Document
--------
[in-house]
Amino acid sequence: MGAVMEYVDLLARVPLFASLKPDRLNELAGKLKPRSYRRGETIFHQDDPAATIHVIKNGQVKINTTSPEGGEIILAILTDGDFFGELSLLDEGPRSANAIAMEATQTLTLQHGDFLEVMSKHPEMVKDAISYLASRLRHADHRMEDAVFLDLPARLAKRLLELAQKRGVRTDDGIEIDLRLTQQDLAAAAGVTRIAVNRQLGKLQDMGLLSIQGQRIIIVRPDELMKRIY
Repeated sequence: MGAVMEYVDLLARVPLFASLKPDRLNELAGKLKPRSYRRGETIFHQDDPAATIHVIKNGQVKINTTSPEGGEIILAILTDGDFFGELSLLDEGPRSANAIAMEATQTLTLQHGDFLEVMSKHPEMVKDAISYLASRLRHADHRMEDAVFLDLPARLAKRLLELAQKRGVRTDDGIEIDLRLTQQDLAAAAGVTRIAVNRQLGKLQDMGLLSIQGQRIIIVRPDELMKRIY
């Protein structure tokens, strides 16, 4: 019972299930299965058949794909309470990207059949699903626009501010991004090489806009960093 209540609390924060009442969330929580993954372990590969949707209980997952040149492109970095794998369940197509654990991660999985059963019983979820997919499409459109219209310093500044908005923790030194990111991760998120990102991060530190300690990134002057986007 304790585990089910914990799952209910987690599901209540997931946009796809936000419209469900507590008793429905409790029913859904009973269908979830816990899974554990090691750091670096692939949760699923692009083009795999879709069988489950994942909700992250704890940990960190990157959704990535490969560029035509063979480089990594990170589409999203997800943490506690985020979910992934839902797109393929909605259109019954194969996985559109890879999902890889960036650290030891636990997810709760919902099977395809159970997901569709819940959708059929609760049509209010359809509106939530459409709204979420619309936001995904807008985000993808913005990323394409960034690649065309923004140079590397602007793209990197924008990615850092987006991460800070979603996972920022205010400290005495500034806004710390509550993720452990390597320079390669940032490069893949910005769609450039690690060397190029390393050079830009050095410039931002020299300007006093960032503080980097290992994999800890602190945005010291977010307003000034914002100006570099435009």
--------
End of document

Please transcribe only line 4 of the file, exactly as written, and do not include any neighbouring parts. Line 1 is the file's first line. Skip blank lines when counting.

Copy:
């Protein structure tokens, strides 16, 4: 019972299930299965058949794909309470990207059949699903626009501010991004090489806009960093 209540609390924060009442969330929580993954372990590969949707209980997952040149492109970095794998369940197509654990991660999985059963019983979820997919499409459109219209310093500044908005923790030194990111991760998120990102991060530190300690990134002057986007 304790585990089910914990799952209910987690599901209540997931946009796809936000419209469900507590008793429905409790029913859904009973269908979830816990899974554990090691750091670096692939949760699923692009083009795999879709069988489950994942909700992250704890940990960190990157959704990535490969560029035509063979480089990594990170589409999203997800943490506690985020979910992934839902797109393929909605259109019954194969996985559109890879999902890889960036650290030891636990997810709760919902099977395809159970997901569709819940959708059929609760049509209010359809509106939530459409709204979420619309936001995904807008985000993808913005990323394409960034690649065309923004140079590397602007793209990197924008990615850092987006991460800070979603996972920022205010400290005495500034806004710390509550993720452990390597320079390669940032490069893949910005769609450039690690060397190029390393050079830009050095410039931002020299300007006093960032503080980097290992994999800890602190945005010291977010307003000034914002100006570099435009």